What they were trying to do was take money away from any suburban or rural areas and put it into the more urban areas. They wanted more transit and less roads. They didn’t even accomplish that because Montgomery (County) got screwed and Prince George’s and Baltimore County and Baltimore City lost everything.
(Note: House Bill 1013 was passed early enough to force the governor to sign or veto the bill before the end of session but was not designated as emergency legislation)
You and the Senate president have both at times described your relationship as being friends. How would you describe the state of your relationship with the Speaker of the House?
You know, it’s never been as close. I haven’t known Mike Busch as long as I’ve known Mike Miller, and it’s been more difficult. We’ve reached out a lot and tried to have a number of meetings. There’s not a lot of communication, but we’re going to keep trying.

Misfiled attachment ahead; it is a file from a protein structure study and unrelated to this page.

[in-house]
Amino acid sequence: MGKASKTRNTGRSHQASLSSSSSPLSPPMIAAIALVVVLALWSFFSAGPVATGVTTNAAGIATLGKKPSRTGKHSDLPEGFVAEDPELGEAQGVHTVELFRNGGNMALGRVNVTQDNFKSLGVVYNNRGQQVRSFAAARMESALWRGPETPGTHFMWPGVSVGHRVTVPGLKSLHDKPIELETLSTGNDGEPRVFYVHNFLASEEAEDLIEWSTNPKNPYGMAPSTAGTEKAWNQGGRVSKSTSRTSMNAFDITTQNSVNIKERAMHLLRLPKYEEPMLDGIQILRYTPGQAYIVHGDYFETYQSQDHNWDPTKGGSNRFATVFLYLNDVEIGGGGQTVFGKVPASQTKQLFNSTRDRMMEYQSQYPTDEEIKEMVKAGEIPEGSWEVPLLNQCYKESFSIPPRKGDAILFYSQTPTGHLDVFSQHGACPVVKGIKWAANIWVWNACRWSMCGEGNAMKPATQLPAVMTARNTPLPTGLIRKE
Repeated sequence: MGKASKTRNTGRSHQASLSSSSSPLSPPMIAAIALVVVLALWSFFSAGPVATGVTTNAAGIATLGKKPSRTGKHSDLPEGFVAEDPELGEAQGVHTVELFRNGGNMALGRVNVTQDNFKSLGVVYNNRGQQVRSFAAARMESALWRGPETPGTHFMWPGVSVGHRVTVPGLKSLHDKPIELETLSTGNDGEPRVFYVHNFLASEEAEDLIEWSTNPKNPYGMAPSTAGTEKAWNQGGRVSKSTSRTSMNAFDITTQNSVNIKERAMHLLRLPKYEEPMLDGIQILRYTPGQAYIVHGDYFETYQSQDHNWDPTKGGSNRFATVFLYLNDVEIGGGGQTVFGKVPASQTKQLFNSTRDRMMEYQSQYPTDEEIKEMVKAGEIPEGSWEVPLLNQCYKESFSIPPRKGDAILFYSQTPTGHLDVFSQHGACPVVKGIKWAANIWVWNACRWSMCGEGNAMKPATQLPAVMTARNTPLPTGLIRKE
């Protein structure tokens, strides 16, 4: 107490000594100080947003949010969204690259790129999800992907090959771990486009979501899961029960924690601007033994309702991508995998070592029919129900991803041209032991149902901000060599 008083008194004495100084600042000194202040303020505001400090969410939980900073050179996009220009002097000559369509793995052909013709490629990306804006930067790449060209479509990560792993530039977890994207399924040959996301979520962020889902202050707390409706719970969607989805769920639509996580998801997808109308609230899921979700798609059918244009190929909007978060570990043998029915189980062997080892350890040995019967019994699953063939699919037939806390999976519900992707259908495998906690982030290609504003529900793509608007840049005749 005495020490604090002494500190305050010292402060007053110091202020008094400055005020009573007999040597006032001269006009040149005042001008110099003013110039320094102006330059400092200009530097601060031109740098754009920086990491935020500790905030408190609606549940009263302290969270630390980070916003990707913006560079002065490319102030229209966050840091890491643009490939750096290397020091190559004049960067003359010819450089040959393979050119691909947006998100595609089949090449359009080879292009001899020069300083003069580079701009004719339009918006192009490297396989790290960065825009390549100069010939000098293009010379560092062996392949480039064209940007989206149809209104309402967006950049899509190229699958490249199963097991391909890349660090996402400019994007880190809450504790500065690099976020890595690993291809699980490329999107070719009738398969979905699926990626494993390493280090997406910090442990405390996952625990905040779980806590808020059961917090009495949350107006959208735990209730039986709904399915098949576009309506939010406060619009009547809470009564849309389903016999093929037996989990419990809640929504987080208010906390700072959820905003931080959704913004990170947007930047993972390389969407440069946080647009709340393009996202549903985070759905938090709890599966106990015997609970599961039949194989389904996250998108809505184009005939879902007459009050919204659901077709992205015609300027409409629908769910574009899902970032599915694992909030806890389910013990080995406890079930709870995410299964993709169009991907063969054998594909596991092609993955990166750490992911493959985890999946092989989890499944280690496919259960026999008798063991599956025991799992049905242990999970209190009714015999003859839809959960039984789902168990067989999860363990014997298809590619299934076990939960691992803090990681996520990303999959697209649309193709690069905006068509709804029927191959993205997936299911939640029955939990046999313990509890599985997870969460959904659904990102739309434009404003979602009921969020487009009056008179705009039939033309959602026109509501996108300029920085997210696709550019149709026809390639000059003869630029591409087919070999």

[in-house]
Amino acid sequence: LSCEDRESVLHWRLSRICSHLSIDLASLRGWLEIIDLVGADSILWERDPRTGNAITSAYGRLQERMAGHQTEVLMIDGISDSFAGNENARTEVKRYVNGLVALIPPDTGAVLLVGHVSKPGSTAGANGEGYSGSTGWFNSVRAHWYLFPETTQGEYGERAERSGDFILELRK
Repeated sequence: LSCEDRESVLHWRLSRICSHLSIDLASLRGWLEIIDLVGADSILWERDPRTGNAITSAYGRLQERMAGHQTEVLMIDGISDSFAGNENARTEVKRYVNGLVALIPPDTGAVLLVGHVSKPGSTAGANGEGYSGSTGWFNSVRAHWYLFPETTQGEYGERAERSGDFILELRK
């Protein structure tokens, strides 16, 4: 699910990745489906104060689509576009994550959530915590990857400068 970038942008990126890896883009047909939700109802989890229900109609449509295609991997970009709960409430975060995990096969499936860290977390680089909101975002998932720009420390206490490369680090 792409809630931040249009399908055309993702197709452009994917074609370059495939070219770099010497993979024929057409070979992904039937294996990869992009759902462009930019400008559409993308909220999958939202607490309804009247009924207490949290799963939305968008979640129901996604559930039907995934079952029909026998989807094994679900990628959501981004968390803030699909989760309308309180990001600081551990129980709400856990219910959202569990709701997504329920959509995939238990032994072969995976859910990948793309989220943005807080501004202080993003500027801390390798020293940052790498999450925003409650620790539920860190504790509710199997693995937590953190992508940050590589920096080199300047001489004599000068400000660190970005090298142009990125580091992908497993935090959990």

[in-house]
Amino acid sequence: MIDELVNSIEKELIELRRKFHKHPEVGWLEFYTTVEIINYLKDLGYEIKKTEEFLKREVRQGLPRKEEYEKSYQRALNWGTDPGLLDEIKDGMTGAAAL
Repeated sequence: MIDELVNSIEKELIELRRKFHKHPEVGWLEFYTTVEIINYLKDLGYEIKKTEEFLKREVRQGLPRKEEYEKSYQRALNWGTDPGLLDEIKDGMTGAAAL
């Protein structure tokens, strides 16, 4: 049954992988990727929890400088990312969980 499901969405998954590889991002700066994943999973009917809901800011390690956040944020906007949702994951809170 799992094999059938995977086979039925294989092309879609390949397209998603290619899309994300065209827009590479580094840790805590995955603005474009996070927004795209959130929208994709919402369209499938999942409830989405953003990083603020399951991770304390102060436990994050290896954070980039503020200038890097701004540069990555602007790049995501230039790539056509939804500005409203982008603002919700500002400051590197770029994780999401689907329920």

There’s been talk that you and the Speaker of the House haven’t really talked in about a year and the last conversation wasn’t a very cordial conversation.
I don’t remember any non-cordial conversation. We have talked a couple of times. We haven’t had any long, sit-down meetings. We’ve been at a number of things together and talked briefly and had very cordial conversations.
What do you think it is that prevents the two of you from improving that relationship, do you think? And, do you want to improve it?
I’d love to improve it. I’ve reached out time and again and invited him over to Government House to have lunch and reached out and said any time you want to meet we’re happy to do so. We’ve called to set things up and he’s said, ‘I don’t have anything to talk about. Don’t need to meet.’ And when we do meet, sometimes it’s just not that productive.